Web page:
Image credit: Bryan Yeong

The paranoia was too much to bear, and I resorted to a Classpass account that set me back $99/month, but made me feel much more at ease. Between smaller group classes of up to 8 people and hotel gym access that had much more privacy, I was getting used to this whole new #fitspo life. 

My work-social life schedule only allowed for 2 workout sessions a week, but as someone who once resented the very idea of sweating, this was breaking new ground.

To complement my new lifestyle, I needed to start having a healthier diet to match. Oily foods like char kway teow and laksa out, salad and grain bowls in. I started making it a point to include vegetables in meals as much as I could, although I caved to the occasional McSpicy meal ever so often. 

skinny-guy-singapore - salad bowlsSalad joints like Toss & Turn started becoming new mealtime haunts
Image credit: Toss & Turn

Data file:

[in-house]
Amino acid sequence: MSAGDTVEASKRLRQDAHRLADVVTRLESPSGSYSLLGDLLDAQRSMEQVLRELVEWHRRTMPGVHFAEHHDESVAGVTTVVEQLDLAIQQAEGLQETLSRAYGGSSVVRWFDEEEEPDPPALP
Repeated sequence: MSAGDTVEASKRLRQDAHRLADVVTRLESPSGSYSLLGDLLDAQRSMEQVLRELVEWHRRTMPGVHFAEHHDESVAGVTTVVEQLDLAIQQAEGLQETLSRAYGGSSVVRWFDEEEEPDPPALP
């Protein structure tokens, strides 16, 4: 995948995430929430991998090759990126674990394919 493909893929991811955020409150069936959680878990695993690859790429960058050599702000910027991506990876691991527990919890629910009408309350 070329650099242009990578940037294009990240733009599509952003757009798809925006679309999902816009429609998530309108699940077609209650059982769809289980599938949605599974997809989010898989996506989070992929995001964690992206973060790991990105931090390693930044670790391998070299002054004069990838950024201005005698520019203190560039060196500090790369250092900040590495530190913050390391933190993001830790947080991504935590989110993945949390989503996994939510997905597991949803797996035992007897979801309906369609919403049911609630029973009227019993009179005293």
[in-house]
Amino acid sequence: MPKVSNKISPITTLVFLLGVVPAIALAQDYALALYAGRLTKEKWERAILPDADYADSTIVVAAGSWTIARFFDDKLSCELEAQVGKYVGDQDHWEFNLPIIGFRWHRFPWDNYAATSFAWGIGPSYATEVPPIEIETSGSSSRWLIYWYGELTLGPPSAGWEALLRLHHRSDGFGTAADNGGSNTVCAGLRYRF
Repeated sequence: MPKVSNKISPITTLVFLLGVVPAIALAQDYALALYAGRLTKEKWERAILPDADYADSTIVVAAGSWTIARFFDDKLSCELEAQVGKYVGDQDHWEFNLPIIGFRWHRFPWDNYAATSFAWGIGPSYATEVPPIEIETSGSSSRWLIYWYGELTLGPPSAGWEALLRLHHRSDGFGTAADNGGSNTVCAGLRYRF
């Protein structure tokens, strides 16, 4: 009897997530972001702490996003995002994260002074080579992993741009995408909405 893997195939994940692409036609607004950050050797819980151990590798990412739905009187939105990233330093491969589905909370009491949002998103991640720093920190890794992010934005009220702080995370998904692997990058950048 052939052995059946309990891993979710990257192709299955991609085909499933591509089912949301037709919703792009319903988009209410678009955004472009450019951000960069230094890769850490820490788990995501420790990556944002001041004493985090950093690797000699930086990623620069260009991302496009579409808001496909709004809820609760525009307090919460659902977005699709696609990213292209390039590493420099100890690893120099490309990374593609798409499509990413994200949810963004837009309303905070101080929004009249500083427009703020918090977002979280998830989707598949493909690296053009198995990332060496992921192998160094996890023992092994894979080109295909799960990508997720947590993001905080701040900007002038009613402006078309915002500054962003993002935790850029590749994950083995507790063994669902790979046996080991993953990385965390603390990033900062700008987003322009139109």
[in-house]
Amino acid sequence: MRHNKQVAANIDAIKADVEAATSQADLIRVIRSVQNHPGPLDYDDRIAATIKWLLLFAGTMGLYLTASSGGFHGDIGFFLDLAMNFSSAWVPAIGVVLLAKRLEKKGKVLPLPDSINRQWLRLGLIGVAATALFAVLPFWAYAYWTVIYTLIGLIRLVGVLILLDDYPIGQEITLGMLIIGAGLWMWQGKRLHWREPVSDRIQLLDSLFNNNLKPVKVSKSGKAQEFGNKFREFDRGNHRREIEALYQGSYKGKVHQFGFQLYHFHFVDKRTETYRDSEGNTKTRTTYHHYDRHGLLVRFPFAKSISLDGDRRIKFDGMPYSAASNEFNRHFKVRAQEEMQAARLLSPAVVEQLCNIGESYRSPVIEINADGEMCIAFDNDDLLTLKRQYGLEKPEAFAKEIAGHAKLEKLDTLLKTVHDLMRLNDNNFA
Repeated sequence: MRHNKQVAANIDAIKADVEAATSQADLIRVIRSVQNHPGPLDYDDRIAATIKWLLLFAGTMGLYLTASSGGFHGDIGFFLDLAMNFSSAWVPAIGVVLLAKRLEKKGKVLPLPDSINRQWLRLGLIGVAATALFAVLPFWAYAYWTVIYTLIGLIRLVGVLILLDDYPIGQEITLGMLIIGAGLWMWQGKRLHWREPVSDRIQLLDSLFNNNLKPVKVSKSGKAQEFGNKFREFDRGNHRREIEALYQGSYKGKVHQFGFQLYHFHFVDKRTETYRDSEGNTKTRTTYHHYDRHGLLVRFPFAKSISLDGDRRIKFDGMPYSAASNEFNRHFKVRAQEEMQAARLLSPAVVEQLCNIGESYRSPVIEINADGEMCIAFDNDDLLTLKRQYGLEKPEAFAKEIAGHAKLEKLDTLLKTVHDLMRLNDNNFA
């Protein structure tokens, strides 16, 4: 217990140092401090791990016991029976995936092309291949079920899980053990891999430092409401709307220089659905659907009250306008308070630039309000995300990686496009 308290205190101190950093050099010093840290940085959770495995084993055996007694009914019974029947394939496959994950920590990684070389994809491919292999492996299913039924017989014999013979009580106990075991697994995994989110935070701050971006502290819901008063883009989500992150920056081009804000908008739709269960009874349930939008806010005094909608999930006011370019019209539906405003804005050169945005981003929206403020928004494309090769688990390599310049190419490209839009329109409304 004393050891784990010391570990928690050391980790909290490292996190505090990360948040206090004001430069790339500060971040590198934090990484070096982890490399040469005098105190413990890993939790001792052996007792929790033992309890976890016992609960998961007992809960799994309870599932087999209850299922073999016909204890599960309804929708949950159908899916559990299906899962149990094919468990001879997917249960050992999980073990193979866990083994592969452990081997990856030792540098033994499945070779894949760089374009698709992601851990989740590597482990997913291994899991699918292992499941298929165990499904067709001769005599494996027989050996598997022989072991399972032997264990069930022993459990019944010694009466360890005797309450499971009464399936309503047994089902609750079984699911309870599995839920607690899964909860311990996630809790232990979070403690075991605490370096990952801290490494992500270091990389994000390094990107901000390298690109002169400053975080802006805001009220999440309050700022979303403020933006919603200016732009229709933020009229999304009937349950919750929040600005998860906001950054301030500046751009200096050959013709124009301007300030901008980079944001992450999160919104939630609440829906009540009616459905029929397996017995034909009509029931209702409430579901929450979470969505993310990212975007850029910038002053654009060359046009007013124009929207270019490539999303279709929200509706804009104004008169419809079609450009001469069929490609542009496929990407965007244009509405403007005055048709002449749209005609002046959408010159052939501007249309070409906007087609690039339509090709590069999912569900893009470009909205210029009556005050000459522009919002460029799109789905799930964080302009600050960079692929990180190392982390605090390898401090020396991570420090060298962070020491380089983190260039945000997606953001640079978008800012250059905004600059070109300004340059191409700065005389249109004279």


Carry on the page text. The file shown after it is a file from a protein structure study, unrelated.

Another introduction to my intake? Protein shakes. Once believed to be unnecessary, my perception did a full 180 turn once I set my mind to try bulking up. But currently, my irregular exercise regime and the fact that supplements don’t come cheap, means that I’m not able to consume them as often as I should be to see a stark difference in my size.

At 53KG currently, I’m still underweight and my BMI is 1 point shy of being classified as “normal” – at least according to a free test at Decathlon Kallang recently. But at least I can now complete a full hour workout without panting for my life; baby steps towards a fitter and healthier me.


Accepting my natural body type and leading a healthy lifestyle


2 years ago, I chanced upon a tweet of pop singer Troye Sivan responding to Internet users body shaming his skinny frame. Despite having mild Marfan syndrome – a genetic disorder that causes him to be tall and thin – he shared some body positivity by proudly declaring that he actually loves his body.

skinny-guy-singapore - troye sivan tweet
Image credit: Twitter

Troye’s candidness about his stature was inspiring for me to say the least. In a world where thirst traps and shirtless selfies reign “supreme” on social media and we’re constantly subjected to perceive all men should look like The Rock or Hugh Jackman, it was a breath of fresh air.